It’s important to point out that this disconnection between Schönborn’s positive attitude towards lesbian and gay people while denigrating legal marriage equality is a trend that is seen in a number of Catholic leaders, including Pope Francis, who for all his positive statements has made a number of public statements against equal marriage.  I used to think that church leaders would eventually support sacramental marriage equality after seeing that civil marriage equality produces so many social, personal, and spiritual benefits.  I’m beginning to think that the formula needs to be inverted:  unless church leaders start to see the sacramental dimension of lesbian and gay committed relationships, they will not be able to support civil marriage equality.  The definition they hold of civil marriage is too influenced by their definition of sacramental marriage.  Until the sacramental definition changes, their civil definition, unfortunately, will not.

Francis DeBernardo, New Ways Ministry, December 11, 2017

Related article:

The Christian Times:  “Austria’s top court declares same-sex marriage legal”


5 replies
  1. Richard Boyle
    Richard Boyle says:

    I’m of the opinion that the Church, on the subject of sexuality, is all “doublespeak.” Change? Well, not in my lifetime. I have given up that hope and have “moved on.” I know that I am not alone…

  2. Tom Bower
    Tom Bower says:

    This story illustrates the problem of having a clergy that can’t marry. If you have never been in a loving relationship (homosexual or straight) and make your life among similarly isolated individuals, how can you understand that children aren’t the primary focus of a couple. Yes procreation is very important, but a couple must first love one another “forsaking all others” . Single life outside marriage is a good and blessed option, but it should be a free choice. If marriage is such a good thing, why should the Church want to forbid it out of hand to homosexuals or clergy Isn’t it the sin of greed to deny such a blessing? Spread the love sounds more like Christ’s message.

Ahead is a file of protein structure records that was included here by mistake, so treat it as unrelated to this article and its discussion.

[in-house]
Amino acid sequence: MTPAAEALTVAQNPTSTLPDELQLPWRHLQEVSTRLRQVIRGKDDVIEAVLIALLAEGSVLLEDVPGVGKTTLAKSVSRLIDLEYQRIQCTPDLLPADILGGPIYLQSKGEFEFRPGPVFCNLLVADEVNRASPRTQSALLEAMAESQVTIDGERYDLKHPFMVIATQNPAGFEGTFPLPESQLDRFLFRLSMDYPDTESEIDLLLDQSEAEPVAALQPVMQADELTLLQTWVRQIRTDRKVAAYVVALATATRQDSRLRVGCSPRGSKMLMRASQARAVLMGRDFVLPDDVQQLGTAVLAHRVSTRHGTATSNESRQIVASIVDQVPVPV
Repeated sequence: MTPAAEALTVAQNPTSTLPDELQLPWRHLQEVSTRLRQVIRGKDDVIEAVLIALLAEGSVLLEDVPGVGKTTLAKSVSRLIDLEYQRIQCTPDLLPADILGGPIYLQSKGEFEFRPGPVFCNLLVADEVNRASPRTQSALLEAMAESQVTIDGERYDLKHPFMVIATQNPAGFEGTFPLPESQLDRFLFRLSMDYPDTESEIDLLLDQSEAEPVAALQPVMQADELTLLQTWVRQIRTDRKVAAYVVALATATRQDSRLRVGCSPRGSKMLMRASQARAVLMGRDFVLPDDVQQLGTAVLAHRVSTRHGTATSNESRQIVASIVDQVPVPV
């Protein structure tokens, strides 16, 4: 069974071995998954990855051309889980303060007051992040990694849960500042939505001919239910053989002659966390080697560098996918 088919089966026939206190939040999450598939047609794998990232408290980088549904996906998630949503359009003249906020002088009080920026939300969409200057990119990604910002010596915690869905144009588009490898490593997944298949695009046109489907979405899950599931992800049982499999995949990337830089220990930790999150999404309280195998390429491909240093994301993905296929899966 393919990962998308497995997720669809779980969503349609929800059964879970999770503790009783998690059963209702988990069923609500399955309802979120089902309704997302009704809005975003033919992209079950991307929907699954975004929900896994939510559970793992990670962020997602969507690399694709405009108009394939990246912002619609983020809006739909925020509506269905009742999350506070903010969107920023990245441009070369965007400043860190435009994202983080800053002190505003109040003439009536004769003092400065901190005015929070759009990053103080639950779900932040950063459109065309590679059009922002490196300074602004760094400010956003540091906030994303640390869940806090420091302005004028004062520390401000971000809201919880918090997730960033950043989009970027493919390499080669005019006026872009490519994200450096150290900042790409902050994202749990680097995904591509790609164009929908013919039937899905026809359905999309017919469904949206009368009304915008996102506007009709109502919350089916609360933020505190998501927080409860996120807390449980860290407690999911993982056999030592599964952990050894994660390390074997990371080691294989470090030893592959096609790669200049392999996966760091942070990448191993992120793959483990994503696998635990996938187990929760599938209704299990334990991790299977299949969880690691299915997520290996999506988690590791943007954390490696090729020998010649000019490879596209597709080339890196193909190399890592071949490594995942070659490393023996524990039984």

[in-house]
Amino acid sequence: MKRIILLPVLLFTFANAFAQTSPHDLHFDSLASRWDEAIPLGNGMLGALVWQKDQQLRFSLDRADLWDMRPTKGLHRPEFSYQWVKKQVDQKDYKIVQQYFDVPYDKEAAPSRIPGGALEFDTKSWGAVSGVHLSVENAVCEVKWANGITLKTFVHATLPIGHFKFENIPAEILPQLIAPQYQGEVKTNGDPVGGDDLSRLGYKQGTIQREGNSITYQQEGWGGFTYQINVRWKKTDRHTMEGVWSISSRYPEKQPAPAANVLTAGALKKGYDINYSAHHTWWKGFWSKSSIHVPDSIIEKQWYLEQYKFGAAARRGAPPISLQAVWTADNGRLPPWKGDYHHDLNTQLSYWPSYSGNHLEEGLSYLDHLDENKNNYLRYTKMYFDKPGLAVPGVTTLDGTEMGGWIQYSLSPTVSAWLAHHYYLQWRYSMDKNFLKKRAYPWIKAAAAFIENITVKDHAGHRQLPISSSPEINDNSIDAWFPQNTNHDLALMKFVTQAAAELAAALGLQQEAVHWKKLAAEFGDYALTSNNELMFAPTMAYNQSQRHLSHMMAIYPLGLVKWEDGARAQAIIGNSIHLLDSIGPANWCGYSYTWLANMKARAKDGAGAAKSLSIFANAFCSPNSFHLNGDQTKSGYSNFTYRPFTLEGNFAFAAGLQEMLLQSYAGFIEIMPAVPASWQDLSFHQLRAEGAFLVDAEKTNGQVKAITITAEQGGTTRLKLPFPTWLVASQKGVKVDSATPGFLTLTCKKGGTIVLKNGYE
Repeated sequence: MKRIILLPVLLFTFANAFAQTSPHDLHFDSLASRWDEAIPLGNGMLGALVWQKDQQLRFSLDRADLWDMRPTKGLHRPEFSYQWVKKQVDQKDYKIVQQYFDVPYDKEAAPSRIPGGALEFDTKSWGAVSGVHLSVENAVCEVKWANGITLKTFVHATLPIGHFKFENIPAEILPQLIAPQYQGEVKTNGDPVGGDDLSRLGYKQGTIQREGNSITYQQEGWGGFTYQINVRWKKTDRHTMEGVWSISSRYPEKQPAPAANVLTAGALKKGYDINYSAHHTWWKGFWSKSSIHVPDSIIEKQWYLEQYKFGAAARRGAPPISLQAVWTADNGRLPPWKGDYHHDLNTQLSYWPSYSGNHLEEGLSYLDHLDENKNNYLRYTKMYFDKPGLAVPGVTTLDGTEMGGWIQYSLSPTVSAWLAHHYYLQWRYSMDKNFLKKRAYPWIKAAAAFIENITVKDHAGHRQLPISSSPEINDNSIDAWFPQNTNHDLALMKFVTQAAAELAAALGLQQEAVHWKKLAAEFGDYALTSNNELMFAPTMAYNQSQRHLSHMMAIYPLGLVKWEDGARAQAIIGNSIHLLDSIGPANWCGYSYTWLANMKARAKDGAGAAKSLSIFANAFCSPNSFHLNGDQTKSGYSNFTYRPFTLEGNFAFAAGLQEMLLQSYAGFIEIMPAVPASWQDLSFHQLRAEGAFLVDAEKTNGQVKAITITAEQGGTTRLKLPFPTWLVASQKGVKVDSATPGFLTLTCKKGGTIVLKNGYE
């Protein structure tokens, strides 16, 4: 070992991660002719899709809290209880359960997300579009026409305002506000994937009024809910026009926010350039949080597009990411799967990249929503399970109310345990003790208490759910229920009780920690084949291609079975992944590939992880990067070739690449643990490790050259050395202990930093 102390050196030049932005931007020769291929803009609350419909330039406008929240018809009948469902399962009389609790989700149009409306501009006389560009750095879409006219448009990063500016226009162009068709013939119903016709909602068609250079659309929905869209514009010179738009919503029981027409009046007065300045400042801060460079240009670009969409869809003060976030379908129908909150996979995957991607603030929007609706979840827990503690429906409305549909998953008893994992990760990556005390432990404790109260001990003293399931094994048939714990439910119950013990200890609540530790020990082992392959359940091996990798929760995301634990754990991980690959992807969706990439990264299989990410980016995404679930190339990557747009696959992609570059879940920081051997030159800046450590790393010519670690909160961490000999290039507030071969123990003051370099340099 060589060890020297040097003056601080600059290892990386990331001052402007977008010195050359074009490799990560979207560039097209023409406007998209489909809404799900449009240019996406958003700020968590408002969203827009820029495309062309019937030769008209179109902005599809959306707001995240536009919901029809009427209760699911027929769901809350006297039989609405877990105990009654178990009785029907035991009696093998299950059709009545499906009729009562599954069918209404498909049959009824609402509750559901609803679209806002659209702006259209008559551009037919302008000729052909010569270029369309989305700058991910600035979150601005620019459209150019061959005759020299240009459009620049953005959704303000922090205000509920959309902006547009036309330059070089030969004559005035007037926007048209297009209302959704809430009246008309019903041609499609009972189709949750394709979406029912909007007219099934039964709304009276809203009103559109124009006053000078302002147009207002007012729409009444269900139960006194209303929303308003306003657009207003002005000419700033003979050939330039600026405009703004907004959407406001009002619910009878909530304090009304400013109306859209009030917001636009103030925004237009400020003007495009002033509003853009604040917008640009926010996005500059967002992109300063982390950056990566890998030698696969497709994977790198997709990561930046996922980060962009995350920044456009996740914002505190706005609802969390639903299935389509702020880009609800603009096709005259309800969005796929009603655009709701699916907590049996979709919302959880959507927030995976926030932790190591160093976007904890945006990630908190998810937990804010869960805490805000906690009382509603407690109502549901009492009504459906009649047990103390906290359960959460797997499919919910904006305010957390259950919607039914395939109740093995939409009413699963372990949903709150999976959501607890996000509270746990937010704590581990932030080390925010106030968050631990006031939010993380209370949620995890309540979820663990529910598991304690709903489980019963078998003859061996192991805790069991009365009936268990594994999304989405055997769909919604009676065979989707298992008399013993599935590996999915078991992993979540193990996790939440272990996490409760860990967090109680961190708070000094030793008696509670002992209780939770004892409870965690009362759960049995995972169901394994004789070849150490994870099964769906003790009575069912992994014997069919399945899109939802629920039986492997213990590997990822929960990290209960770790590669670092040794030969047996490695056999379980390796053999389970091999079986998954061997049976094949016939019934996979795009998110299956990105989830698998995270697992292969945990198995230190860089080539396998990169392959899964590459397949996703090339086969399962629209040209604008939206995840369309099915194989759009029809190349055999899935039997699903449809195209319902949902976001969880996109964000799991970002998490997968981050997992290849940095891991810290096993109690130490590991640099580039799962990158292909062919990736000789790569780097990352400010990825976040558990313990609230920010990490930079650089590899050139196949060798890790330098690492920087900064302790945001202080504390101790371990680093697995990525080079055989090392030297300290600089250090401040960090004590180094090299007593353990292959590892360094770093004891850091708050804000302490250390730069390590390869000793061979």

3. John Hilgeman
    John Hilgeman says:

    It just occurred to me that the vast majority of legislators and judges who have voted for/ruled for marriage equality are either straight, married people, or lesbian or gay partnered people. Yet a group of unmarried men assert that they are experts on what marriage is. Hmm. Seems similar to saying I am an expert on rockets because I have seen movies of them, and have read the Bible; but rocket scientists are not, because they don’t speak for God.

  4. Friends
    Friends says:

    @ Tom and John (ref. above comments): BANG ON! You’ve nailed the core of the problem perfectly. Isn’t it interesting that Christian clergy in most other major denominations — notably Anglicans, Episcopalians, Congregationalists, Lutherans, and others — do not exhibit the Catholic clergy’s somewhat paranoid (bordering on hysterical) antagonism toward faithfully-bonded same-sex relationships? It speaks volumes about where far too many forcibly-celibate Catholic priests are trapped, in what any reasonable person would deem to be a completely unnatural life situation. And the supreme irony is that married men accepted into the Catholic priesthood — after choosing to convert from their existing clerical status as married ministers within another denomination — are not forced to renounce their marriages when they become Catholic priests. How utterly crazy is this whole situation, anyway? It makes absolutely no sense. I believe the Pope himself has the authority to fix the dysfunction with an official decree. Why won’t he?